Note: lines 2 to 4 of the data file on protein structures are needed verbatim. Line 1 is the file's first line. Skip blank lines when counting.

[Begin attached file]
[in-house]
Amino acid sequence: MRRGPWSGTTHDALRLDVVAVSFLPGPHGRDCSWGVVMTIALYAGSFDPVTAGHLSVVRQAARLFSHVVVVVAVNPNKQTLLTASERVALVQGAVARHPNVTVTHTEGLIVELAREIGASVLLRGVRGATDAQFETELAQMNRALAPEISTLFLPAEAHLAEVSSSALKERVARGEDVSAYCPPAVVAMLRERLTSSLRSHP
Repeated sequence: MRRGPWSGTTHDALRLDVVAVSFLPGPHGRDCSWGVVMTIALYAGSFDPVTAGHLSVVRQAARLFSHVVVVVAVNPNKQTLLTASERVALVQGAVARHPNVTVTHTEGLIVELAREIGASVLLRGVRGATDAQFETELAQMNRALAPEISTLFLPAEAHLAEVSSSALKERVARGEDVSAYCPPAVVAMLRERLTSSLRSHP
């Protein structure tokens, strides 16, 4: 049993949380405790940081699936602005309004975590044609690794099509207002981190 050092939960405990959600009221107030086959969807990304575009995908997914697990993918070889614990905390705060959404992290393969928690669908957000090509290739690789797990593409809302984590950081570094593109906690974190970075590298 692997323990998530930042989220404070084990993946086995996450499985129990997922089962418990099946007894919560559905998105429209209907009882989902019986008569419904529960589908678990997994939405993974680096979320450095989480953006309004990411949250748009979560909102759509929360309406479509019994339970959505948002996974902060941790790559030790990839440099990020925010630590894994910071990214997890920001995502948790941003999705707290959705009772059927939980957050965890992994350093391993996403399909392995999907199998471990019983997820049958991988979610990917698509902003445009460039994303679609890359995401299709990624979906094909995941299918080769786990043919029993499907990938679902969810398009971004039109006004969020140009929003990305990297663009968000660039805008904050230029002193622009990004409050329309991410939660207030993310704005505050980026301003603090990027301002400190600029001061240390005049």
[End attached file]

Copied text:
Amino acid sequence: MRRGPWSGTTHDALRLDVVAVSFLPGPHGRDCSWGVVMTIALYAGSFDPVTAGHLSVVRQAARLFSHVVVVVAVNPNKQTLLTASERVALVQGAVARHPNVTVTHTEGLIVELAREIGASVLLRGVRGATDAQFETELAQMNRALAPEISTLFLPAEAHLAEVSSSALKERVARGEDVSAYCPPAVVAMLRERLTSSLRSHP
Repeated sequence: MRRGPWSGTTHDALRLDVVAVSFLPGPHGRDCSWGVVMTIALYAGSFDPVTAGHLSVVRQAARLFSHVVVVVAVNPNKQTLLTASERVALVQGAVARHPNVTVTHTEGLIVELAREIGASVLLRGVRGATDAQFETELAQMNRALAPEISTLFLPAEAHLAEVSSSALKERVARGEDVSAYCPPAVVAMLRERLTSSLRSHP
């Protein structure tokens, strides 16, 4: 049993949380405790940081699936602005309004975590044609690794099509207002981190 050092939960405990959600009221107030086959969807990304575009995908997914697990993918070889614990905390705060959404992290393969928690669908957000090509290739690789797990593409809302984590950081570094593109906690974190970075590298 692997323990998530930042989220404070084990993946086995996450499985129990997922089962418990099946007894919560559905998105429209209907009882989902019986008569419904529960589908678990997994939405993974680096979320450095989480953006309004990411949250748009979560909102759509929360309406479509019994339970959505948002996974902060941790790559030790990839440099990020925010630590894994910071990214997890920001995502948790941003999705707290959705009772059927939980957050965890992994350093391993996403399909392995999907199998471990019983997820049958991988979610990917698509902003445009460039994303679609890359995401299709990624979906094909995941299918080769786990043919029993499907990938679902969810398009971004039109006004969020140009929003990305990297663009968000660039805008904050230029002193622009990004409050329309991410939660207030993310704005505050980026301003603090990027301002400190600029001061240390005049």